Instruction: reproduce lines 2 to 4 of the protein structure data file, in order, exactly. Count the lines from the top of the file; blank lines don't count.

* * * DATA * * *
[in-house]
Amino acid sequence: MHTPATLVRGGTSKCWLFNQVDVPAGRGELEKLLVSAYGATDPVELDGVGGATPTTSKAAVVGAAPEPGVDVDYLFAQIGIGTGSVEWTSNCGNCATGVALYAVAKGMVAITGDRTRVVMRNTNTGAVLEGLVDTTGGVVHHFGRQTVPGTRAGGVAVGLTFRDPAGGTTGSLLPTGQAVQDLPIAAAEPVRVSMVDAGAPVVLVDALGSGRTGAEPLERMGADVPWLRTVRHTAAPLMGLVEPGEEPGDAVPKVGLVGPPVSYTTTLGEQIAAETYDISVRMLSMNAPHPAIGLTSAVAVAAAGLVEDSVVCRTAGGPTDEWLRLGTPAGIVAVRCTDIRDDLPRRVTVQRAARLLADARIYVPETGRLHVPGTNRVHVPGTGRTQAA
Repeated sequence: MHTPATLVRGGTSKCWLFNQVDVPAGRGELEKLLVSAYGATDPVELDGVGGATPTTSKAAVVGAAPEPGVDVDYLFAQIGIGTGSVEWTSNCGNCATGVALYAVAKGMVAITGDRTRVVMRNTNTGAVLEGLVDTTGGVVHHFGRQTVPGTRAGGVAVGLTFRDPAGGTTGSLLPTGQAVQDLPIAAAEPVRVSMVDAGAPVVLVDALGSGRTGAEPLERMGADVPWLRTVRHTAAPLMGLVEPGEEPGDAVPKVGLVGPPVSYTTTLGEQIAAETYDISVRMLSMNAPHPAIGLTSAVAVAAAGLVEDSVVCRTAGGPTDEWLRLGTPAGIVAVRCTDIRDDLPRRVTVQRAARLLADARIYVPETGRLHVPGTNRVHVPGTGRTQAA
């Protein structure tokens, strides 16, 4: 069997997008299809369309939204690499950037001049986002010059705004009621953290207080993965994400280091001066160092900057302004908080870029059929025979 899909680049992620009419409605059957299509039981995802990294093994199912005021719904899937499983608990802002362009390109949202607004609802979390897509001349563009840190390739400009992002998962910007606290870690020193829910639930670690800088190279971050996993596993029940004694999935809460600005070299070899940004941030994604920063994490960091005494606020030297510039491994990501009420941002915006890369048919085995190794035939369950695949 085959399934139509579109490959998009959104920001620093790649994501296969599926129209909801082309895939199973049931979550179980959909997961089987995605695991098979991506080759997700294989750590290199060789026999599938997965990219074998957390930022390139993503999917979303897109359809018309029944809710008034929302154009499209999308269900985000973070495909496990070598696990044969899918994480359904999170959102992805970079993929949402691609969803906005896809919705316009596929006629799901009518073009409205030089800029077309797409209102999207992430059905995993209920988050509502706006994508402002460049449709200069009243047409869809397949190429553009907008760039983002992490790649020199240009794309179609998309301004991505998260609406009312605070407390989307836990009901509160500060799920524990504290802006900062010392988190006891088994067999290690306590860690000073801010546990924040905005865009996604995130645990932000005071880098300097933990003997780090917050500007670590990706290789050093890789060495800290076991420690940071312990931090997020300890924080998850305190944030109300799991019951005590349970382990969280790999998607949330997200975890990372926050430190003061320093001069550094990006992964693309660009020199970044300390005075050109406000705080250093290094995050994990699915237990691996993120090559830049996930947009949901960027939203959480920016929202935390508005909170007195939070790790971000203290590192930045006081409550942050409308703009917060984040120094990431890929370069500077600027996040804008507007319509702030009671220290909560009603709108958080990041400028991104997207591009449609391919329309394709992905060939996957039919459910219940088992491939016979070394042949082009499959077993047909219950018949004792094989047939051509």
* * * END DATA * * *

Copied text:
Amino acid sequence: MHTPATLVRGGTSKCWLFNQVDVPAGRGELEKLLVSAYGATDPVELDGVGGATPTTSKAAVVGAAPEPGVDVDYLFAQIGIGTGSVEWTSNCGNCATGVALYAVAKGMVAITGDRTRVVMRNTNTGAVLEGLVDTTGGVVHHFGRQTVPGTRAGGVAVGLTFRDPAGGTTGSLLPTGQAVQDLPIAAAEPVRVSMVDAGAPVVLVDALGSGRTGAEPLERMGADVPWLRTVRHTAAPLMGLVEPGEEPGDAVPKVGLVGPPVSYTTTLGEQIAAETYDISVRMLSMNAPHPAIGLTSAVAVAAAGLVEDSVVCRTAGGPTDEWLRLGTPAGIVAVRCTDIRDDLPRRVTVQRAARLLADARIYVPETGRLHVPGTNRVHVPGTGRTQAA
Repeated sequence: MHTPATLVRGGTSKCWLFNQVDVPAGRGELEKLLVSAYGATDPVELDGVGGATPTTSKAAVVGAAPEPGVDVDYLFAQIGIGTGSVEWTSNCGNCATGVALYAVAKGMVAITGDRTRVVMRNTNTGAVLEGLVDTTGGVVHHFGRQTVPGTRAGGVAVGLTFRDPAGGTTGSLLPTGQAVQDLPIAAAEPVRVSMVDAGAPVVLVDALGSGRTGAEPLERMGADVPWLRTVRHTAAPLMGLVEPGEEPGDAVPKVGLVGPPVSYTTTLGEQIAAETYDISVRMLSMNAPHPAIGLTSAVAVAAAGLVEDSVVCRTAGGPTDEWLRLGTPAGIVAVRCTDIRDDLPRRVTVQRAARLLADARIYVPETGRLHVPGTNRVHVPGTGRTQAA
């Protein structure tokens, strides 16, 4: 069997997008299809369309939204690499950037001049986002010059705004009621953290207080993965994400280091001066160092900057302004908080870029059929025979 899909680049992620009419409605059957299509039981995802990294093994199912005021719904899937499983608990802002362009390109949202607004609802979390897509001349563009840190390739400009992002998962910007606290870690020193829910639930670690800088190279971050996993596993029940004694999935809460600005070299070899940004941030994604920063994490960091005494606020030297510039491994990501009420941002915006890369048919085995190794035939369950695949 085959399934139509579109490959998009959104920001620093790649994501296969599926129209909801082309895939199973049931979550179980959909997961089987995605695991098979991506080759997700294989750590290199060789026999599938997965990219074998957390930022390139993503999917979303897109359809018309029944809710008034929302154009499209999308269900985000973070495909496990070598696990044969899918994480359904999170959102992805970079993929949402691609969803906005896809919705316009596929006629799901009518073009409205030089800029077309797409209102999207992430059905995993209920988050509502706006994508402002460049449709200069009243047409869809397949190429553009907008760039983002992490790649020199240009794309179609998309301004991505998260609406009312605070407390989307836990009901509160500060799920524990504290802006900062010392988190006891088994067999290690306590860690000073801010546990924040905005865009996604995130645990932000005071880098300097933990003997780090917050500007670590990706290789050093890789060495800290076991420690940071312990931090997020300890924080998850305190944030109300799991019951005590349970382990969280790999998607949330997200975890990372926050430190003061320093001069550094990006992964693309660009020199970044300390005075050109406000705080250093290094995050994990699915237990691996993120090559830049996930947009949901960027939203959480920016929202935390508005909170007195939070790790971000203290590192930045006081409550942050409308703009917060984040120094990431890929370069500077600027996040804008507007319509702030009671220290909560009603709108958080990041400028991104997207591009449609391919329309394709992905060939996957039919459910219940088992491939016979070394042949082009499959077993047909219950018949004792094989047939051509």